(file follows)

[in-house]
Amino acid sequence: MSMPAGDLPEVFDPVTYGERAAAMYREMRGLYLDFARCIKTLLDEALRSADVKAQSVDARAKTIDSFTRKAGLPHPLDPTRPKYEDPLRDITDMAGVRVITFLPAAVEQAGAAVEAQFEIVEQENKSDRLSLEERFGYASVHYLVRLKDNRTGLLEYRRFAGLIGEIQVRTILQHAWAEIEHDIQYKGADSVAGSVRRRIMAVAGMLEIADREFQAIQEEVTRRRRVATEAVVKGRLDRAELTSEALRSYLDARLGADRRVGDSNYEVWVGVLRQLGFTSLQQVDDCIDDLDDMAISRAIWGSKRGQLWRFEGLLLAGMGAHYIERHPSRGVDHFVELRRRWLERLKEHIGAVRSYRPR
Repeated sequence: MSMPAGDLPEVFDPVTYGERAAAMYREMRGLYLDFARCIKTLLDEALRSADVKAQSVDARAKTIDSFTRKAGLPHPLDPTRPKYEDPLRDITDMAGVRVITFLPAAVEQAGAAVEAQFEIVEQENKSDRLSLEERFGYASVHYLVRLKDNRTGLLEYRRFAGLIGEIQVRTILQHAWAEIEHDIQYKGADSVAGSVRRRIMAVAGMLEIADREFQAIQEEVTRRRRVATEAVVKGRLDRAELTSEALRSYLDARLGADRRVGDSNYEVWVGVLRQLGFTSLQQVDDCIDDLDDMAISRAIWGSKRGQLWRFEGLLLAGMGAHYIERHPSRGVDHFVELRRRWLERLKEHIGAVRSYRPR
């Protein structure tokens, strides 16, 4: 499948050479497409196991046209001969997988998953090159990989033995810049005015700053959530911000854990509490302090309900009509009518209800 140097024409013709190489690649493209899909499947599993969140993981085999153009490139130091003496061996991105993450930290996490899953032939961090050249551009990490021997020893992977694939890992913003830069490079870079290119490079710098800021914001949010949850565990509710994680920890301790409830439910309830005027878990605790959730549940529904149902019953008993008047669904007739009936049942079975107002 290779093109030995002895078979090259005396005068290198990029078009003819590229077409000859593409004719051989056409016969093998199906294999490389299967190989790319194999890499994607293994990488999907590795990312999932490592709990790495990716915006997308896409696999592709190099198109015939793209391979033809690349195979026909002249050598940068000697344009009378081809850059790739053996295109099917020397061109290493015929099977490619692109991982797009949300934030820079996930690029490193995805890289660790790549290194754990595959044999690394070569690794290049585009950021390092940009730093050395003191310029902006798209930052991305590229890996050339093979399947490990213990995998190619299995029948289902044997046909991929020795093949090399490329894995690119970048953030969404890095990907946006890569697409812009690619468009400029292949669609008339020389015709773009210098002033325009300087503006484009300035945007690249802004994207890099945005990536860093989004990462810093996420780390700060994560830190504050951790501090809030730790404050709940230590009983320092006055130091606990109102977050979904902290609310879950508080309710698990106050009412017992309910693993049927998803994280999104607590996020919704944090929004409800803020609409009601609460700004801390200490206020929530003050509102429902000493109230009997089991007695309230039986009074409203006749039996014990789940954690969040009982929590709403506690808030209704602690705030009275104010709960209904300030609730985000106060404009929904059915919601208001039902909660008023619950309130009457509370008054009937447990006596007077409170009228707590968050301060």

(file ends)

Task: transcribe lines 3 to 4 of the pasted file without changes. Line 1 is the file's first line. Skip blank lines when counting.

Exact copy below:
Repeated sequence: MSMPAGDLPEVFDPVTYGERAAAMYREMRGLYLDFARCIKTLLDEALRSADVKAQSVDARAKTIDSFTRKAGLPHPLDPTRPKYEDPLRDITDMAGVRVITFLPAAVEQAGAAVEAQFEIVEQENKSDRLSLEERFGYASVHYLVRLKDNRTGLLEYRRFAGLIGEIQVRTILQHAWAEIEHDIQYKGADSVAGSVRRRIMAVAGMLEIADREFQAIQEEVTRRRRVATEAVVKGRLDRAELTSEALRSYLDARLGADRRVGDSNYEVWVGVLRQLGFTSLQQVDDCIDDLDDMAISRAIWGSKRGQLWRFEGLLLAGMGAHYIERHPSRGVDHFVELRRRWLERLKEHIGAVRSYRPR
């Protein structure tokens, strides 16, 4: 499948050479497409196991046209001969997988998953090159990989033995810049005015700053959530911000854990509490302090309900009509009518209800 140097024409013709190489690649493209899909499947599993969140993981085999153009490139130091003496061996991105993450930290996490899953032939961090050249551009990490021997020893992977694939890992913003830069490079870079290119490079710098800021914001949010949850565990509710994680920890301790409830439910309830005027878990605790959730549940529904149902019953008993008047669904007739009936049942079975107002 290779093109030995002895078979090259005396005068290198990029078009003819590229077409000859593409004719051989056409016969093998199906294999490389299967190989790319194999890499994607293994990488999907590795990312999932490592709990790495990716915006997308896409696999592709190099198109015939793209391979033809690349195979026909002249050598940068000697344009009378081809850059790739053996295109099917020397061109290493015929099977490619692109991982797009949300934030820079996930690029490193995805890289660790790549290194754990595959044999690394070569690794290049585009950021390092940009730093050395003191310029902006798209930052991305590229890996050339093979399947490990213990995998190619299995029948289902044997046909991929020795093949090399490329894995690119970048953030969404890095990907946006890569697409812009690619468009400029292949669609008339020389015709773009210098002033325009300087503006484009300035945007690249802004994207890099945005990536860093989004990462810093996420780390700060994560830190504050951790501090809030730790404050709940230590009983320092006055130091606990109102977050979904902290609310879950508080309710698990106050009412017992309910693993049927998803994280999104607590996020919704944090929004409800803020609409009601609460700004801390200490206020929530003050509102429902000493109230009997089991007695309230039986009074409203006749039996014990789940954690969040009982929590709403506690808030209704602690705030009275104010709960209904300030609730985000106060404009929904059915919601208001039902909660008023619950309130009457509370008054009937447990006596007077409170009228707590968050301060």